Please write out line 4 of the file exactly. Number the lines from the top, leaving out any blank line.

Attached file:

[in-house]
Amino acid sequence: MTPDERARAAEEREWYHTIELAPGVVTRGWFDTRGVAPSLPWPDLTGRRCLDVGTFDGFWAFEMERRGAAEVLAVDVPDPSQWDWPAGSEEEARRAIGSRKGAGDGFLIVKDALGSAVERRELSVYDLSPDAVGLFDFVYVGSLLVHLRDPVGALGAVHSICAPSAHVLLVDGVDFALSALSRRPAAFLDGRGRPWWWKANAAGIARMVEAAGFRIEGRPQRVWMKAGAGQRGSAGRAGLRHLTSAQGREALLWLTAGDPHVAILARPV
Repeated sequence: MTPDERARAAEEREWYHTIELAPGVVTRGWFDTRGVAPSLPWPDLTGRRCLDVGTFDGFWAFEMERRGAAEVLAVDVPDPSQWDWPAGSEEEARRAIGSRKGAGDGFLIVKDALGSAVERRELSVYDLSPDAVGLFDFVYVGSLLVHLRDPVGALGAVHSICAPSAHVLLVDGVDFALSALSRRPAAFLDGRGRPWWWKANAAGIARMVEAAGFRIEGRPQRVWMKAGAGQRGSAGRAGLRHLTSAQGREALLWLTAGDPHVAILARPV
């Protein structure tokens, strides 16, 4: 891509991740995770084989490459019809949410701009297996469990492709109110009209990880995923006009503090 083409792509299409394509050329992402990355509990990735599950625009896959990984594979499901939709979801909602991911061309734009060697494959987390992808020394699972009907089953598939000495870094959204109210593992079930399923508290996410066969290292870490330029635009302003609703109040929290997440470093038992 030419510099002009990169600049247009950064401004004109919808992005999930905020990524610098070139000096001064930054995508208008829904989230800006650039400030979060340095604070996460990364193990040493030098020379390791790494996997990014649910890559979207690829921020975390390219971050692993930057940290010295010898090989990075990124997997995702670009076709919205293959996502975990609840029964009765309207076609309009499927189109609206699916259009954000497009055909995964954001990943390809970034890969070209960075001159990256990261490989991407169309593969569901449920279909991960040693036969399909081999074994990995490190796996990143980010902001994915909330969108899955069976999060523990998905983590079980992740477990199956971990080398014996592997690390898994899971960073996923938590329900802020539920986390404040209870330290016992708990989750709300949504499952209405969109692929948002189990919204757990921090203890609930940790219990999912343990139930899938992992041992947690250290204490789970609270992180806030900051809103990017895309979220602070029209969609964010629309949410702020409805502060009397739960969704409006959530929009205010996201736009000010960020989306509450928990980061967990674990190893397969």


């Protein structure tokens, strides 16, 4: 891509991740995770084989490459019809949410701009297996469990492709109110009209990880995923006009503090 083409792509299409394509050329992402990355509990990735599950625009896959990984594979499901939709979801909602991911061309734009060697494959987390992808020394699972009907089953598939000495870094959204109210593992079930399923508290996410066969290292870490330029635009302003609703109040929290997440470093038992 030419510099002009990169600049247009950064401004004109919808992005999930905020990524610098070139000096001064930054995508208008829904989230800006650039400030979060340095604070996460990364193990040493030098020379390791790494996997990014649910890559979207690829921020975390390219971050692993930057940290010295010898090989990075990124997997995702670009076709919205293959996502975990609840029964009765309207076609309009499927189109609206699916259009954000497009055909995964954001990943390809970034890969070209960075001159990256990261490989991407169309593969569901449920279909991960040693036969399909081999074994990995490190796996990143980010902001994915909330969108899955069976999060523990998905983590079980992740477990199956971990080398014996592997690390898994899971960073996923938590329900802020539920986390404040209870330290016992708990989750709300949504499952209405969109692929948002189990919204757990921090203890609930940790219990999912343990139930899938992992041992947690250290204490789970609270992180806030900051809103990017895309979220602070029209969609964010629309949410702020409805502060009397739960969704409006959530929009205010996201736009000010960020989306509450928990980061967990674990190893397969």